Scientists invent powerful millimetre wave data transmitters
German researchers have succeeded in setting a new world record in data transmission over radio wavesJörg Eisenbeis, KIT / Fraunhofer Institute for Applied Solid State Physics

German scientists have set a new world record by wirelessly transmitting data at the speed of 6GB/s over a distance of 37km, which is 10 times faster than any data transmission method.

Researchers from the University of Stuttgart, the Institut für Hochfrequenztechnik und Elektronik (IHE) from KIT, Radiometer Physics GmbH and the Fraunhofer Institute for Applied Solid State Physics IAF carried out their experiment using radio transmitters and receivers in the Band E millimetre wave frequency of 71-76GHz, which is meant for terrestrial and satellite broadcasting.

One radio transmitter station was located at the top of the 45 storey high Uni-Center building in Cologne, while the other station was placed on the site of the Space Observation Radar TIRA at the Fraunhofer Institute for High Frequency Physics and Radar Techniques FHR in Wachtberg.

At the moment, it is very difficult to transmit large amounts of data over a great distance due to the radio signals weakening as they get further away from the transmitter, but much bigger bandwidths are available in the 30GHz to 300GHz frequency bands, which are known as millimetre waves.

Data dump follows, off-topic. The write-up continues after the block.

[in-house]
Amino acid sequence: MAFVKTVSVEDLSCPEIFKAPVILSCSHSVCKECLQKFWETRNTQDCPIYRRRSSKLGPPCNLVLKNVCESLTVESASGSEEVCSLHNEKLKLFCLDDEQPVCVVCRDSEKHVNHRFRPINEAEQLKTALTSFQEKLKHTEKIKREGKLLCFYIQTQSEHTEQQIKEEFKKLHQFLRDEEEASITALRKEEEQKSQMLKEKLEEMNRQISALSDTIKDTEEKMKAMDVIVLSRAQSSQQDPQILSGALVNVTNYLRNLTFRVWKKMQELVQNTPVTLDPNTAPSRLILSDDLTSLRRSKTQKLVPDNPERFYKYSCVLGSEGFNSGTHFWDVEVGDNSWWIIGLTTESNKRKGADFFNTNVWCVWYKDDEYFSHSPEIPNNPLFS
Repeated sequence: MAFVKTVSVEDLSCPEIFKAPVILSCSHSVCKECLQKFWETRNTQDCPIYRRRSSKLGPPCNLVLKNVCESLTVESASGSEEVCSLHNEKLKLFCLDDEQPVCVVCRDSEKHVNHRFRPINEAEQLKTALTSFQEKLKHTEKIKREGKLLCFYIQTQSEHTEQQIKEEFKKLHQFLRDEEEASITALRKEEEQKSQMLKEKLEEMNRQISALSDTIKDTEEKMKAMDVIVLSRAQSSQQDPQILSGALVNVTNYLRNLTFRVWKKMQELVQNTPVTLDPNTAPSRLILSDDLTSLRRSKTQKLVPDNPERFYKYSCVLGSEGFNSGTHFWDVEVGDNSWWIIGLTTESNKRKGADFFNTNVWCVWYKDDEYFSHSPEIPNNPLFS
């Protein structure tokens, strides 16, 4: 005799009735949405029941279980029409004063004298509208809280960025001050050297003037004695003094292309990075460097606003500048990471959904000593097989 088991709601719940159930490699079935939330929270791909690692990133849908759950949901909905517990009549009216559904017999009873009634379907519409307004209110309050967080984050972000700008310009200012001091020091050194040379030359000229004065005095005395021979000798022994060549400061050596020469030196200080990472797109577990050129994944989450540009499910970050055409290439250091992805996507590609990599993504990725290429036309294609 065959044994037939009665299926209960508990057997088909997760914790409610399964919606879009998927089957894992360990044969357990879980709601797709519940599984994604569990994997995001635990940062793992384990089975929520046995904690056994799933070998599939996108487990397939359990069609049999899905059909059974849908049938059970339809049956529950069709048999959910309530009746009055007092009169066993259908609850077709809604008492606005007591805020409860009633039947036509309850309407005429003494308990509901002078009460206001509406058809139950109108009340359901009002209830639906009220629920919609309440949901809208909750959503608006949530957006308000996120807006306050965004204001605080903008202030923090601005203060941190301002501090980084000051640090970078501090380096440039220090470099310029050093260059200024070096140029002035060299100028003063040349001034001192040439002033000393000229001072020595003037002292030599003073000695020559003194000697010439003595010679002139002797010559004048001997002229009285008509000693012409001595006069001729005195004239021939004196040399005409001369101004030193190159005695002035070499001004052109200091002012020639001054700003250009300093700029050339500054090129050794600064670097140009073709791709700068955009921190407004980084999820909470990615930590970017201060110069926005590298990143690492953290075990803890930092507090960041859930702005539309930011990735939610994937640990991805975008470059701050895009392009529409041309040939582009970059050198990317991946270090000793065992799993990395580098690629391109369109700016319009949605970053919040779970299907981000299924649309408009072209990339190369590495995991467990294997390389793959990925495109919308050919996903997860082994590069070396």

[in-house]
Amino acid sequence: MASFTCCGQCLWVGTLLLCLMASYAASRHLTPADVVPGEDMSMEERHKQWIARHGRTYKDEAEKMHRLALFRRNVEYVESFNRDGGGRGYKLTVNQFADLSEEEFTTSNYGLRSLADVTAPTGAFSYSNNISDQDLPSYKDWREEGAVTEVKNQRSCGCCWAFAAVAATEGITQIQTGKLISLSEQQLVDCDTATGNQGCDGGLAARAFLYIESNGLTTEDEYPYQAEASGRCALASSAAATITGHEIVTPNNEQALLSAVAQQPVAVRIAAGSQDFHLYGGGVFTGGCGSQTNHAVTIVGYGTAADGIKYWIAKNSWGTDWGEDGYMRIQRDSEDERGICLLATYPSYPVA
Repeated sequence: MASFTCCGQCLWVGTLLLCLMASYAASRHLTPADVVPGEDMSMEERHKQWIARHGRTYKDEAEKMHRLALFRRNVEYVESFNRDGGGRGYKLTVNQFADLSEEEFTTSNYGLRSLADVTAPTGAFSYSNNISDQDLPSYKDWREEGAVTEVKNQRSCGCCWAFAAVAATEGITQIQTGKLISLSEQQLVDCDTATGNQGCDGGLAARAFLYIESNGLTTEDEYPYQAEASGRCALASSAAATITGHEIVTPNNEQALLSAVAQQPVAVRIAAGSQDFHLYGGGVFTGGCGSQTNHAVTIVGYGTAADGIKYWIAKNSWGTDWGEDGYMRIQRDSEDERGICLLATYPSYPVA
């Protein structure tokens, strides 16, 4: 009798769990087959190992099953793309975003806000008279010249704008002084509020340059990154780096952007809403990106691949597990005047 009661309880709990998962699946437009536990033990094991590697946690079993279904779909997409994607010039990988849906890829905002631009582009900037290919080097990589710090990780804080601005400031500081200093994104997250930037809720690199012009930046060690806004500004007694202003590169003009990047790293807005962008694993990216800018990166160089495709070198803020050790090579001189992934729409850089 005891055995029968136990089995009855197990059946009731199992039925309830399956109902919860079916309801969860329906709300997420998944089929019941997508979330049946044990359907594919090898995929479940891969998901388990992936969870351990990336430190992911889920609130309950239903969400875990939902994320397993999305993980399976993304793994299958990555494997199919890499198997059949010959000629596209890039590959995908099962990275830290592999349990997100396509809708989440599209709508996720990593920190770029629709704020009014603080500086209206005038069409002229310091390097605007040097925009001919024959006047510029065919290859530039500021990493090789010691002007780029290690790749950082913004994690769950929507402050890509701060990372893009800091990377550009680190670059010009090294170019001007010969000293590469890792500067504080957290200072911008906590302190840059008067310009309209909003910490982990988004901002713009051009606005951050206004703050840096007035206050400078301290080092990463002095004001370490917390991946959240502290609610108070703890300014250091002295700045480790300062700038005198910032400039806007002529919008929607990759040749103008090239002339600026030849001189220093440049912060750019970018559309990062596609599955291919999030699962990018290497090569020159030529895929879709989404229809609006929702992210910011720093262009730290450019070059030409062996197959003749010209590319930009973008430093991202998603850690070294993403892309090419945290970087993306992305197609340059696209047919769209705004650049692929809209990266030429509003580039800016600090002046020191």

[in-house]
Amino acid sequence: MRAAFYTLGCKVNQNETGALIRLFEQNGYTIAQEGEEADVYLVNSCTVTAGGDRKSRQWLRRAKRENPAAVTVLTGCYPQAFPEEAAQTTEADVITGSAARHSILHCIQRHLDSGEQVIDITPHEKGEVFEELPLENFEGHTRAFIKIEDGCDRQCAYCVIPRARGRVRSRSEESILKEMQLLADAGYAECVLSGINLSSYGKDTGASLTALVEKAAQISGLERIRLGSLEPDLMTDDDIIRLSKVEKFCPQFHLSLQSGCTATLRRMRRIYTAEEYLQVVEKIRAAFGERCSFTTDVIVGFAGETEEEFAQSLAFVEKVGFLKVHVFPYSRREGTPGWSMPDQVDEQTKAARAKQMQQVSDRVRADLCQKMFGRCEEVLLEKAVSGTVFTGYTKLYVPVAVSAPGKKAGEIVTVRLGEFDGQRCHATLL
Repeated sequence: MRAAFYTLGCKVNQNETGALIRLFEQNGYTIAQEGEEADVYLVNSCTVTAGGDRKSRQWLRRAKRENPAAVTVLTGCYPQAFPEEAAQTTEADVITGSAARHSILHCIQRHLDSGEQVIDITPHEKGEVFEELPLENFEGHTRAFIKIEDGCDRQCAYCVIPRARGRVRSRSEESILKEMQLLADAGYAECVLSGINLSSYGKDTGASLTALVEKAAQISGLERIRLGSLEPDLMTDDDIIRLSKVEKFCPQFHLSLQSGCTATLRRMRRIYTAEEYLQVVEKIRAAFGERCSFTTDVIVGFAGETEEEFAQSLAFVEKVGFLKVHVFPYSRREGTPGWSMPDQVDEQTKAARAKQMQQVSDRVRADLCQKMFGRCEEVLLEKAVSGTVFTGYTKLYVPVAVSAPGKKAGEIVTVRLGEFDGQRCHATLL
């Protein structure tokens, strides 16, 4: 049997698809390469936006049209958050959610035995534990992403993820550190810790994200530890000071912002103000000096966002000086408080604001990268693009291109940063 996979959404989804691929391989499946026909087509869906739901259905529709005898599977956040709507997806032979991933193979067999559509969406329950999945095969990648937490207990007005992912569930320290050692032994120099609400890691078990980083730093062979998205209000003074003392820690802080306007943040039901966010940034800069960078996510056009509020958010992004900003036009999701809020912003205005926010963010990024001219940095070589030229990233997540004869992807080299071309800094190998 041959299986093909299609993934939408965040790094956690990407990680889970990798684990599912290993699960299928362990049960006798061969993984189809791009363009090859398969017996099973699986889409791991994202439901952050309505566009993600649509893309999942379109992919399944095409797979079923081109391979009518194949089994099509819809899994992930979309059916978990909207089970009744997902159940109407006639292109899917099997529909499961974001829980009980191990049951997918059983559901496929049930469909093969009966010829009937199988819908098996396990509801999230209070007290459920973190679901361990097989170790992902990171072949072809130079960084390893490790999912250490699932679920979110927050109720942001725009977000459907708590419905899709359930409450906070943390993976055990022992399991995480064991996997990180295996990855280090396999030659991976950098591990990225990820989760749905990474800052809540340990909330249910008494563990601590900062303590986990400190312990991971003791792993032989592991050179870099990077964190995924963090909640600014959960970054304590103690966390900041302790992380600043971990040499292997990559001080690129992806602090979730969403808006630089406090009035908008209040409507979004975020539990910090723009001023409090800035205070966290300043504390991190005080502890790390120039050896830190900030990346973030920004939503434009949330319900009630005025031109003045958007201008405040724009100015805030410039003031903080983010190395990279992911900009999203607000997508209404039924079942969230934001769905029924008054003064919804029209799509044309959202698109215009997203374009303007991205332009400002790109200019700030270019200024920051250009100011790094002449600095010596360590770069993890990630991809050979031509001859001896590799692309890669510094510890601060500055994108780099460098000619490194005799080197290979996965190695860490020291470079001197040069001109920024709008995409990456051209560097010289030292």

What are millimetre waves?

Millimetre waves are found in the spectrum between microwaves, which take up the 1GHz to 30GHz bands, and infrared waves, which are sometimes known as extremely high frequency (EHF) and can only be used over short distances such as a few kilometres due to high free space loss and atmospheric absorption.

Research into millimetre waves is ongoing, but if data can be transmitted effectively, the frequency would be crucial to wireless service providers such as mobile operators, who constantly struggle to provide a fast internet experience as they are running out of bandwidth from too many users accessing the internet on their phones at any one time.

In order to make data transmission over millimetre waves possible, the team from Fraunhofer IAF had to develop fully monolithically integrated millimetre wave circuits (MMICs) to make amplification of the signals much better.

To that end, the prototype transmitters they developed are able to amplify broadband signals up to 1W using gallium nitride semiconductor power amplifiers, which are then transmitted using a highly directive parabolic antenna. On the other end, the receivers feature low noise amplifiers made from high speed transistors with indium gallium arsenide semiconductors, in order to enable the detection of weak signals over a great distance.

The researchers say that transmitting data wirelessly over millimetre waves could take away the need to deploy fibre optic broadband, especially in rural areas and remote regions. This would be helpful in the UK, where a recent study by the European Commission found that high speed rural broadband coverage is only 45.9% in the UK, which is far lower than many nations in western Europe and even worse than several ex-Soviet bloc countries.

The project, which was funded by Germany's Federal Ministry for Economy and Energy (BMWi), is dedicated to make satellite internet connections faster, as well as improving terrestrial wireless internet.